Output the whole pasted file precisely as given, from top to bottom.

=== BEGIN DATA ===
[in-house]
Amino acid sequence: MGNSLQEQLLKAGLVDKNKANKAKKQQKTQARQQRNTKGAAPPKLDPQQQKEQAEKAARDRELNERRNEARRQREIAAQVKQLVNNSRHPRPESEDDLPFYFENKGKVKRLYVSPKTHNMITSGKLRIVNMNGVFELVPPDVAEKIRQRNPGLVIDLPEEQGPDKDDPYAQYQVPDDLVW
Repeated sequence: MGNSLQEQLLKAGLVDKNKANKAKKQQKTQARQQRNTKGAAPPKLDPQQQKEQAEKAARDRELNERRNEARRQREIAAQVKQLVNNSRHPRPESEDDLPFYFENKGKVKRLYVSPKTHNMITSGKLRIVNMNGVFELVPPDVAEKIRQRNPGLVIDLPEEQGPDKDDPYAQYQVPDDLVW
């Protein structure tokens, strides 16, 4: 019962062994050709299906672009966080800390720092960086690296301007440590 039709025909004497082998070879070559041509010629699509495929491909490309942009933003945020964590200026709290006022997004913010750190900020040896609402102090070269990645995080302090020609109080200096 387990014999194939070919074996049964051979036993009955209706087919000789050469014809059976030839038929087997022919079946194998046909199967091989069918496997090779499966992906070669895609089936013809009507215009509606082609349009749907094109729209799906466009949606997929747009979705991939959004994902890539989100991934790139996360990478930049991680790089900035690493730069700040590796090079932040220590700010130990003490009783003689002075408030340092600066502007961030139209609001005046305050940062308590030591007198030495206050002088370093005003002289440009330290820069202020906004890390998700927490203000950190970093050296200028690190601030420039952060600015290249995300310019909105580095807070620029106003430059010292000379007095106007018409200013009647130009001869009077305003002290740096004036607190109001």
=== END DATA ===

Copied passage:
[in-house]
Amino acid sequence: MGNSLQEQLLKAGLVDKNKANKAKKQQKTQARQQRNTKGAAPPKLDPQQQKEQAEKAARDRELNERRNEARRQREIAAQVKQLVNNSRHPRPESEDDLPFYFENKGKVKRLYVSPKTHNMITSGKLRIVNMNGVFELVPPDVAEKIRQRNPGLVIDLPEEQGPDKDDPYAQYQVPDDLVW
Repeated sequence: MGNSLQEQLLKAGLVDKNKANKAKKQQKTQARQQRNTKGAAPPKLDPQQQKEQAEKAARDRELNERRNEARRQREIAAQVKQLVNNSRHPRPESEDDLPFYFENKGKVKRLYVSPKTHNMITSGKLRIVNMNGVFELVPPDVAEKIRQRNPGLVIDLPEEQGPDKDDPYAQYQVPDDLVW
């Protein structure tokens, strides 16, 4: 019962062994050709299906672009966080800390720092960086690296301007440590 039709025909004497082998070879070559041509010629699509495929491909490309942009933003945020964590200026709290006022997004913010750190900020040896609402102090070269990645995080302090020609109080200096 387990014999194939070919074996049964051979036993009955209706087919000789050469014809059976030839038929087997022919079946194998046909199967091989069918496997090779499966992906070669895609089936013809009507215009509606082609349009749907094109729209799906466009949606997929747009979705991939959004994902890539989100991934790139996360990478930049991680790089900035690493730069700040590796090079932040220590700010130990003490009783003689002075408030340092600066502007961030139209609001005046305050940062308590030591007198030495206050002088370093005003002289440009330290820069202020906004890390998700927490203000950190970093050296200028690190601030420039952060600015290249995300310019909105580095807070620029106003430059010292000379007095106007018409200013009647130009001869009077305003002290740096004036607190109001």